Tom Tancredo Does the Dirty Jobs So You—and Illegal Immigrants—Don't Have To!


Rep. Tom Tancredo, the immigrant-bashing GOP presidential hopeful, was the sole member of the Party of Lincoln to speak to a recent NAACP confab in Detroit Rock City. From a Boston Globe account:

"Do you think we should wait a few minutes to see if the [other GOP candidates] show up?" Tancredo said, drawing a big laugh from the crowd. "Do they know something I don't know, is that it? I think actually I know something that they don't know."

That line drew a loud cheer from the audience, clearly appreciative that Tancredo had bothered to show up. He used his opening remarks to talk about his signature issue, illegal immigration, and how it was hurting American workers, and especially African-American workers. Tancredo said he gets "insulted" every time he hears that illegal immigrants are working jobs American citizens won't take.

"I've done those jobs, you've done those jobs, our kids have done those jobs," he said.

More here.

Here's the grueling work history described at the candidate's campaign website:

Before his election to Congress, he served five years in the Colorado legislature, and was appointed regional representative for the Department of Education by President Reagan, a position he held for over ten years.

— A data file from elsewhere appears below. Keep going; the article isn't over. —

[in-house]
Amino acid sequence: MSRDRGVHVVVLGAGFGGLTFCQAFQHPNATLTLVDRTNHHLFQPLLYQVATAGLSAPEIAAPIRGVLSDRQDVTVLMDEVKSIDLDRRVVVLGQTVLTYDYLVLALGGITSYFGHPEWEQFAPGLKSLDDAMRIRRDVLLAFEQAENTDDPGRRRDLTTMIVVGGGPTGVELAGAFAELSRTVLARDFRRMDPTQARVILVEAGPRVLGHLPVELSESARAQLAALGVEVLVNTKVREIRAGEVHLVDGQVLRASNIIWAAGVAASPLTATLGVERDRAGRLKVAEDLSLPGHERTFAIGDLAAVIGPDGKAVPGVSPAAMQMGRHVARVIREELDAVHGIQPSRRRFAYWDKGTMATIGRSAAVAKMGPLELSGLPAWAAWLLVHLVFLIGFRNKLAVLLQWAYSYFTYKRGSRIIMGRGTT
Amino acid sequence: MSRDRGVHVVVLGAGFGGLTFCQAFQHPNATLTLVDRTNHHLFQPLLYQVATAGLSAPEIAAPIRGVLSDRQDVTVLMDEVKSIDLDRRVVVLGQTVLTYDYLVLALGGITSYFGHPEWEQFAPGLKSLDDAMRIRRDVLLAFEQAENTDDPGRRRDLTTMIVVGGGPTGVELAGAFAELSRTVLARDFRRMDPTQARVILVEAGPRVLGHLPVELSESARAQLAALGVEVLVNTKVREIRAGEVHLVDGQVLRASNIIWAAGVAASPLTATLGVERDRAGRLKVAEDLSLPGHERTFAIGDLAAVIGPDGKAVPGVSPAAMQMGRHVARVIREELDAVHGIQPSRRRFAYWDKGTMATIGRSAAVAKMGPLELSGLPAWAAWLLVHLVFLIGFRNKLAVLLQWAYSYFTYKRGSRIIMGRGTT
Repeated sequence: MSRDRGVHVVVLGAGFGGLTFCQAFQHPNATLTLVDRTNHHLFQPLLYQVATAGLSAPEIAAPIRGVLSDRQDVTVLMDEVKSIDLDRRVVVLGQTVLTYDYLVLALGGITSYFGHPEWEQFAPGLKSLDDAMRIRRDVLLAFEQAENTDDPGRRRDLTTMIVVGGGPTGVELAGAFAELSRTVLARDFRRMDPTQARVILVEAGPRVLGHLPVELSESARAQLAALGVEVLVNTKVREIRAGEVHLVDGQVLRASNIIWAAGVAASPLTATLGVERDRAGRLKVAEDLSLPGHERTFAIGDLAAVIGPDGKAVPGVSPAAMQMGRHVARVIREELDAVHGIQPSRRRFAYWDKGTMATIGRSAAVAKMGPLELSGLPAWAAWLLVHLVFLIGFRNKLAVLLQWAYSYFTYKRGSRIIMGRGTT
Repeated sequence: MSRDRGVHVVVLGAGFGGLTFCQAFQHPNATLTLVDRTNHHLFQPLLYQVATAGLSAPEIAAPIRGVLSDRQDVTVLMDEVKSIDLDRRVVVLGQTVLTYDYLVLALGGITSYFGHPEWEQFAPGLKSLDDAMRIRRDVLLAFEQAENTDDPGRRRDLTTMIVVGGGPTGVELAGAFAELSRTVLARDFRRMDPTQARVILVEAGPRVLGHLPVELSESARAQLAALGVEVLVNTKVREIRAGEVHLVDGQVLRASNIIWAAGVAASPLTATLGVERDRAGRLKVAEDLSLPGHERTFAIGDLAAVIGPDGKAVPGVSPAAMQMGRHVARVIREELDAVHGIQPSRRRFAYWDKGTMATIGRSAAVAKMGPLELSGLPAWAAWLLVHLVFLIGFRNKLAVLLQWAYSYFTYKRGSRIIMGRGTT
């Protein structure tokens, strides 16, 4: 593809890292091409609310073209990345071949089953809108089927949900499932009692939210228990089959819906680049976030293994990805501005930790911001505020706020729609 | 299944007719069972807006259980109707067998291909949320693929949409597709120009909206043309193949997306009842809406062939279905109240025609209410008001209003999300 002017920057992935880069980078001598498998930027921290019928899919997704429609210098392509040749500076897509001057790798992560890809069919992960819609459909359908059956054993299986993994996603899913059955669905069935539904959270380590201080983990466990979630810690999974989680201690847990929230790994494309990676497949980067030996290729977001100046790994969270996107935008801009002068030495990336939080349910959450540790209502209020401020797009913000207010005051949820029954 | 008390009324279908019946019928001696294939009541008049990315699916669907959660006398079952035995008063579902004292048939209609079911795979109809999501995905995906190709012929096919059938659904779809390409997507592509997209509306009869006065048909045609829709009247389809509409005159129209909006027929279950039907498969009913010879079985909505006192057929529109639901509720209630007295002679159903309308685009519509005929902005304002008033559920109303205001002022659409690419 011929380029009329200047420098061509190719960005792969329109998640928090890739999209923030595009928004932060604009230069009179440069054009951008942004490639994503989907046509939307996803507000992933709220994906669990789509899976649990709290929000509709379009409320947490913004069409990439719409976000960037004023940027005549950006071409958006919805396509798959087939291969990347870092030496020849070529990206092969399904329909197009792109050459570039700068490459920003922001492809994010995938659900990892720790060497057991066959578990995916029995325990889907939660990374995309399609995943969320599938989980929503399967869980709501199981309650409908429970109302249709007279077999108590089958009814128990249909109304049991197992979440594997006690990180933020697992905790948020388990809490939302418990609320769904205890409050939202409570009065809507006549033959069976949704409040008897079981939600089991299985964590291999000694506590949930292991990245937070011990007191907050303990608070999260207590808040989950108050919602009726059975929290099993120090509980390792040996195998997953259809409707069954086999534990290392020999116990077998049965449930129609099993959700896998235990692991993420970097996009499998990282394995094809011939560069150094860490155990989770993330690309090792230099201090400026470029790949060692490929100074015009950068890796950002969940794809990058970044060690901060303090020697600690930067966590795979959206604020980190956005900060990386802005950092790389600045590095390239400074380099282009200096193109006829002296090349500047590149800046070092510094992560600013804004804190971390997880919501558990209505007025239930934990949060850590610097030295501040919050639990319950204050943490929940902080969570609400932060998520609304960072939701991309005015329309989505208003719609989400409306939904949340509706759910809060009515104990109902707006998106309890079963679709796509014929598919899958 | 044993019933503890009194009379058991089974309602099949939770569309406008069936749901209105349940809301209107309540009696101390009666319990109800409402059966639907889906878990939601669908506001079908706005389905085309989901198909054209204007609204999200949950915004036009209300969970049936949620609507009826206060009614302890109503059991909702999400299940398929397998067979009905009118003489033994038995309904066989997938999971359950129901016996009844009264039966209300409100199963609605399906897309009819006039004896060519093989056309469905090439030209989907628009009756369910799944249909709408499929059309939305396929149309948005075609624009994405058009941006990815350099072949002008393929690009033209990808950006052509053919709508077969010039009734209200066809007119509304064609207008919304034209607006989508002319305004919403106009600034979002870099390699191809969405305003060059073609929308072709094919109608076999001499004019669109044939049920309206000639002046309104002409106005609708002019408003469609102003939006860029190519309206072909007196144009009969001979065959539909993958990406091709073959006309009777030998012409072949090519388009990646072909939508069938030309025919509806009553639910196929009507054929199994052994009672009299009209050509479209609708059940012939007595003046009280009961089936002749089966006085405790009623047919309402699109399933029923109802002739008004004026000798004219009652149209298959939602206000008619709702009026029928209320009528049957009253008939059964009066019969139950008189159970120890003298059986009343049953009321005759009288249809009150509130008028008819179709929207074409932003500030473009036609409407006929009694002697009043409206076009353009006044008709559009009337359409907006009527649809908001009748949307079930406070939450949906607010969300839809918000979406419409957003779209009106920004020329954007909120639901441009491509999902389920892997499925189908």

More here.

As befits a president, Tancredo is being too modest. There's some real callous-building activity in his past. Wikipedia's entry on Tancredo notes that the congressman was eligible for service in Vietnam but received a deferment. Here's the Denver Post's account:

As a Republican student activist, Tancredo spoke out in favor of the Vietnam War. After graduating from the University of Northern Colorado in June 1969, he became eligible to serve in Vietnam. Tancredo said he went for his physical, telling doctors he'd been treated for depression, and eventually got a "1-Y" deferment.

But Young Tom wasn't done with doing the jobs that only nativist Americans will do, the Post reports. After skipping the war he supported, he "became a junior high school teacher" before running for the state legislature in 1976.

More here.

Tancredo responds to reason cover story on immigrants working the Christmas Tree industry in North Carolina here.